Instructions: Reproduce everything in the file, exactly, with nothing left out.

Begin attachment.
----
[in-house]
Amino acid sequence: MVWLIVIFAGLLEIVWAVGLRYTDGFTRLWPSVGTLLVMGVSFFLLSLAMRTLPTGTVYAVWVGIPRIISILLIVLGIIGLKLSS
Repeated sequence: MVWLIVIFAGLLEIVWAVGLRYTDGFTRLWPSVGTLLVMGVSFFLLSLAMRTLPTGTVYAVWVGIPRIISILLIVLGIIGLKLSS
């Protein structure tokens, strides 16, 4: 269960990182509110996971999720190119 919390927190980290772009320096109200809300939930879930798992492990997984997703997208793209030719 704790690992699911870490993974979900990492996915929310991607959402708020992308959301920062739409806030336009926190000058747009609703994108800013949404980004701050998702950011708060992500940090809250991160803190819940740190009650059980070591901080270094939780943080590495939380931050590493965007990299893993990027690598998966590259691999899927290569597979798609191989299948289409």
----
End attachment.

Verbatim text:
[in-house]
Amino acid sequence: MVWLIVIFAGLLEIVWAVGLRYTDGFTRLWPSVGTLLVMGVSFFLLSLAMRTLPTGTVYAVWVGIPRIISILLIVLGIIGLKLSS
Repeated sequence: MVWLIVIFAGLLEIVWAVGLRYTDGFTRLWPSVGTLLVMGVSFFLLSLAMRTLPTGTVYAVWVGIPRIISILLIVLGIIGLKLSS
């Protein structure tokens, strides 16, 4: 269960990182509110996971999720190119 919390927190980290772009320096109200809300939930879930798992492990997984997703997208793209030719 704790690992699911870490993974979900990492996915929310991607959402708020992308959301920062739409806030336009926190000058747009609703994108800013949404980004701050998702950011708060992500940090809250991160803190819940740190009650059980070591901080270094939780943080590495939380931050590493965007990299893993990027690598998966590259691999899927290569597979798609191989299948289409």